Christian, what did you expect? Guns, politics, and Christian eschatology

18 Jan

I recently had a discussion with friends about how Christians might respond to the gun control debate.  Is it really out of character for a Christian to purchase firearms for self-defense?  A friend suggested that a Christian will have a hard time squaring gun ownership for self-defense with the ethical principle of WWJD.  Ultimately, I argued that this belief is due to an over-realized eschatology, expecting too much bliss (featured in the age to come) in the here and now.  Here’s what I wrote about this:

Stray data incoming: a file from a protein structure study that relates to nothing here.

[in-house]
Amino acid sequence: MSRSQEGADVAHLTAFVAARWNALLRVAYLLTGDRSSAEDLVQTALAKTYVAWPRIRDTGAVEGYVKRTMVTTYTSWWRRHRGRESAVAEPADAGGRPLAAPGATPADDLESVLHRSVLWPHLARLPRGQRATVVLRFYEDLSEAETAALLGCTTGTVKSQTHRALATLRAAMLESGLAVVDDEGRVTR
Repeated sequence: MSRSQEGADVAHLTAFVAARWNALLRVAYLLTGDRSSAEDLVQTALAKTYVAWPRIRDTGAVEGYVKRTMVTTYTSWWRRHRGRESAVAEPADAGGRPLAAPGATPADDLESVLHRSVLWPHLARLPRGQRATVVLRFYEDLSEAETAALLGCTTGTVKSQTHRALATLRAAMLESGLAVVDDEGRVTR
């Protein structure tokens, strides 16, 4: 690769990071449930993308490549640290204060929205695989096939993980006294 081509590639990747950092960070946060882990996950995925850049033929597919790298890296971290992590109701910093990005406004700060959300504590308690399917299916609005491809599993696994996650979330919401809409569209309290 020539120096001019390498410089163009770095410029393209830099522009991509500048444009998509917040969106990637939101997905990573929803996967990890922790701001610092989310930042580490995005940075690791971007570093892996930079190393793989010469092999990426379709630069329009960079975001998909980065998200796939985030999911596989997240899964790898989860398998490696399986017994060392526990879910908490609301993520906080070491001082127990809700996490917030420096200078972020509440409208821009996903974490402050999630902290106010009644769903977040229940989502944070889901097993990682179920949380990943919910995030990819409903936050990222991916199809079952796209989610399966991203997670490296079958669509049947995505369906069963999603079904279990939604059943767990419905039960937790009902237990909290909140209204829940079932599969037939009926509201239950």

If a Christian thinks that a ban on shoulder fired missiles is permissible, he has already acknowledged that the right to bear arms is limited to some extent. It very well could be that high capacity magazines and “assault” weapons are also reasonably restricted. That would probably depend upon whether those restrictions would really reduce violent crime, I suppose. Stepping back a bit, we have to remember what Jesus said, not what we wish he said or what we wish he was like and so on. So often, WWJD really just means to many What Would Rush Limbaugh Do (for the right) or What Would Santa Claus Do (for the left). In Christian theology, the world in which we live is fallen, broken, and corrupt. It must remain so until Christ comes back and perfects it, with total peace and total reconciliation of all things to their original good creational purposes. So we are living “between the times” which produces tensions in our public theology. Given this reality, Christ was a realist as well as an idealist. He wanted us to care for the poor, but warned that the poor will always be with us. He wanted us to practice peace, but warned that we must protect ourselves from those who would do violence to us. He wanted us to love our neighbor, but warned that we must operate as sheep among wolves, shrewd as serpents but harmless as doves. This is simply the posture of a Christian living between the ages of Eden and Heaven on Earth. It’s not a matter of simply looking in the Bible for your favorite kind of attitude (Santa or Rush). It’s a matter of carefully considered the whole counsel of God from Genesis to Revelation, doing biblical and systematic theology to uncover what God has really said, in full. Anyone can go on a fishing expedition in the Bible and simply throwback what they don’t want to catch. But that’s not doing theology, something all Christians are required to do (but few churches care for these days, opting instead for entertainment). Christians, then, as citizens in the City of Man, must not simplistically push for laws that are a better fit for the age to come (pure idealism). They must operate in this realm, in this age, according to the realities that they face in the here and now, where sin remains man’s biggest problem (idealism constrained by realism). In many ways, the question about whether Christians can or should rightfully morally own guns is similar to why in Christian theology there is a need for human government. In Eden, there was no human government. In the New Heavens and New Earth brought about by Christ in the age to come, there will be no human government. But in the intervening age, this age, there is, precisely because human nature is corrupt. So Christians agree with James Madison for why there is government, because men are not angels. It’s not a crazy logical leap to see why, then, Christians might feel theologically justified in arming themselves. We need government for our protection (Rom. 13) precisely because men are not angels, they are born in sin. We are permitted to own guns because men are not angels (protection against criminals). Moreover, we are permitted to own guns because government isn’t composed of angels (protection against governments). So Christians may feel justified in owning guns because they are skeptical that even our president can truly bring about a fundamental change in the human heart. Only Christ can do that.